cover image Victorian Modern: A Design Bible for the Victorian Home

Victorian Modern: A Design Bible for the Victorian Home

Jo Leevers, photos by Rachael Smith. Thames & Hudson, $40 (240p) ISBN 978-0-500-02404-1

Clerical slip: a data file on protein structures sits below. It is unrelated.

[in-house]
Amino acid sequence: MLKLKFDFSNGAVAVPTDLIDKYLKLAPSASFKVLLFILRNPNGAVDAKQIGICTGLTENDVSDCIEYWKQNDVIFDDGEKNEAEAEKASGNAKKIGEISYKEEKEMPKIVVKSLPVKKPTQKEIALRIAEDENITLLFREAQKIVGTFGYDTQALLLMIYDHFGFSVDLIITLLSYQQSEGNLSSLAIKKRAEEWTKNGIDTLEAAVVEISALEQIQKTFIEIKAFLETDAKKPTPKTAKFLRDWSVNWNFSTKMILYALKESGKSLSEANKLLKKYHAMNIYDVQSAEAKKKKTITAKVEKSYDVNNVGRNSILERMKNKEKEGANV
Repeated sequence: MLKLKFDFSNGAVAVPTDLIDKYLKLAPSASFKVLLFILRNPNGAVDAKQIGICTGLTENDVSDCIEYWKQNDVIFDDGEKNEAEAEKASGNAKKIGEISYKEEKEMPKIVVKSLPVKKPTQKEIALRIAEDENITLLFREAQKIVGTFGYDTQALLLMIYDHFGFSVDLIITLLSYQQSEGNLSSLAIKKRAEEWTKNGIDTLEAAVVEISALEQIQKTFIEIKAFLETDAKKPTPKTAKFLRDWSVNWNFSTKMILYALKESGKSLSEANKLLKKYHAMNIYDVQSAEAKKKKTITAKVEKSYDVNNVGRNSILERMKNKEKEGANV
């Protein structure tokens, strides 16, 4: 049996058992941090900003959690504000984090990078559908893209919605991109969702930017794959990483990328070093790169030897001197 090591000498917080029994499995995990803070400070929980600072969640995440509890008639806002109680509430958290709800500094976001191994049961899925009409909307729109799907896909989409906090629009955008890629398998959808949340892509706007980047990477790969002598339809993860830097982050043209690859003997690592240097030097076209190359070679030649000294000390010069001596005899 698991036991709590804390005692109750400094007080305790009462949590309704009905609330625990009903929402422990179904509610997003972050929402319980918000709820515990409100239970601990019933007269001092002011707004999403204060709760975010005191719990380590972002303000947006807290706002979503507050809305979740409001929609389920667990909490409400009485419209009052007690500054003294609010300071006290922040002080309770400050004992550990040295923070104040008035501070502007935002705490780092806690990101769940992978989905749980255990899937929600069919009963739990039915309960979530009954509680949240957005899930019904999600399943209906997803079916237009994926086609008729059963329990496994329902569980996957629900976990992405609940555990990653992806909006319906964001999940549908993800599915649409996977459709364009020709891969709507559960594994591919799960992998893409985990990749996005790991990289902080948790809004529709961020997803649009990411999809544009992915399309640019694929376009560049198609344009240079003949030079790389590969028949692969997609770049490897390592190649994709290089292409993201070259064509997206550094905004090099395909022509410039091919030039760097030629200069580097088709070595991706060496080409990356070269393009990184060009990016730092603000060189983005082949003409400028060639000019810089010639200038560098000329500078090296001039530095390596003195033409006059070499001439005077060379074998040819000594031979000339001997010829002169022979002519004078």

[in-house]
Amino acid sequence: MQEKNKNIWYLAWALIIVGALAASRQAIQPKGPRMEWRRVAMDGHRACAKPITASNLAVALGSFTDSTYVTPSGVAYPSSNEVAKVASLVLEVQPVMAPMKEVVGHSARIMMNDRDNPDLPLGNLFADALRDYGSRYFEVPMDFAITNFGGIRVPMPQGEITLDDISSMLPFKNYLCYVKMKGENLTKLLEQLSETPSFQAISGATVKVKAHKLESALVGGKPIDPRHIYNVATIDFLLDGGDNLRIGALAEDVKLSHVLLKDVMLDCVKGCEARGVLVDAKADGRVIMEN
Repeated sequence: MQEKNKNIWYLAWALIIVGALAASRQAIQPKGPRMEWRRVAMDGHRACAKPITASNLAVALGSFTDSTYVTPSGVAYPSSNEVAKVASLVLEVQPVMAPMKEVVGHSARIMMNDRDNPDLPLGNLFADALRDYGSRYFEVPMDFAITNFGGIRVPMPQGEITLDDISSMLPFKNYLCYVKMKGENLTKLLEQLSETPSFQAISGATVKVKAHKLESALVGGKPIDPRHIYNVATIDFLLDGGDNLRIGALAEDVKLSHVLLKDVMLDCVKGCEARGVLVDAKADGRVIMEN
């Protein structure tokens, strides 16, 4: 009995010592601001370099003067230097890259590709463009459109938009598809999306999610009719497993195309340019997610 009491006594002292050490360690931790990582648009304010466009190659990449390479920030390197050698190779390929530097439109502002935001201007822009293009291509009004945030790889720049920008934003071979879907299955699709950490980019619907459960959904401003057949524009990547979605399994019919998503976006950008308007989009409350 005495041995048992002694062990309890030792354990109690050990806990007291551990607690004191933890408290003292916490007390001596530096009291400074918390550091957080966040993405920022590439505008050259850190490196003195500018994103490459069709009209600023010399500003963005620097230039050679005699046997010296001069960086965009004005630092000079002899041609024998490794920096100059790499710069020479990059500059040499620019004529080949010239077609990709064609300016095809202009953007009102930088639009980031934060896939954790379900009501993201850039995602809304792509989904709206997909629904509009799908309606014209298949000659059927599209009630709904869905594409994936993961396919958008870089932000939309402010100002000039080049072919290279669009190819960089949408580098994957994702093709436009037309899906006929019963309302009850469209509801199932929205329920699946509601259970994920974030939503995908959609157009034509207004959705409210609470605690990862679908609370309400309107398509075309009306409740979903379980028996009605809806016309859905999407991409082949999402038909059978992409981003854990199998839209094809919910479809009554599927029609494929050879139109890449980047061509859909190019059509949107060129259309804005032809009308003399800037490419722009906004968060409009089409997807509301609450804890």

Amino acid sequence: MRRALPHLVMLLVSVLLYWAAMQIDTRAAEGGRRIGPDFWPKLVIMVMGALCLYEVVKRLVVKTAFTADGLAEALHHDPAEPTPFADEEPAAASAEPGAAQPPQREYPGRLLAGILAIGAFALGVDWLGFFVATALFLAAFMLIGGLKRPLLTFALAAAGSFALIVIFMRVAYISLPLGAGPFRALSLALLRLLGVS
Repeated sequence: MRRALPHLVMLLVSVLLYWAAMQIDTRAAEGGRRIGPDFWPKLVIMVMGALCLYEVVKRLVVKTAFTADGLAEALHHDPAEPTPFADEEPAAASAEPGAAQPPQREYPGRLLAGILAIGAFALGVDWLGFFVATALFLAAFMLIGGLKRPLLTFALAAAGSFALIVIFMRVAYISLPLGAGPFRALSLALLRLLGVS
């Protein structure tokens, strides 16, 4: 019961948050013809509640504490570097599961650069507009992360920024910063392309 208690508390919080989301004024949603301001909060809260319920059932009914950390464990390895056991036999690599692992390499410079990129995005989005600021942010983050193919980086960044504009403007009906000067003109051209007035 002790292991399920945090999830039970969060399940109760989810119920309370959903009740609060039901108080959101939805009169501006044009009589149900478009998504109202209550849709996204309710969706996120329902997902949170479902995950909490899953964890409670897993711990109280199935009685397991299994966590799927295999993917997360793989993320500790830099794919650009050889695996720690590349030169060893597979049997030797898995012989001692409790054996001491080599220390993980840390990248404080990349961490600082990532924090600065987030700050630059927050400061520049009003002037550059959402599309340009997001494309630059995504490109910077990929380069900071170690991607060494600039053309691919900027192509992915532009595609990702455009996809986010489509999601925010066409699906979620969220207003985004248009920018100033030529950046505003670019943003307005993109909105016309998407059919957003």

“While the Victorians saw decorating their homes as a way to conform, we are free to... create rooms that invigorate and express our individuality,” according to this elegant volume, which showcases modernized Victorian homes that retain some of their original character. Interior stylist Leevers (Global Style) explores the common architectural features of Victorian houses and how contemporary owners have updated them, explaining that modern open-plan designs that “integrate cooking, eating and entertaining” update partitioned Victorian floor plans that were meant to codify the “rigid gender and class divides of the day.” Leevers notes that entryways of the era were often “skinny room[s] with little natural light” and shows how interior designer Mairead Turner brightened up her entrance hall by painting the staircase light blue. Kitchens used to be secluded but now often function as the hub of family life, as seen in one home that turned what had originally been a conservatory and family room into an expansive kitchen with “a breakout seating area centred around a wood-burning stove.” Photos of the vibrant interiors are a treat, and historical tidbits enliven the proceedings (during the late 19th-century vogue for wallpaper, Queen Victoria had “all of the green wallpaper in Buckingham Palace stripped out” after discovering it was likely toxic). Colorful and informative, this delivers. (July)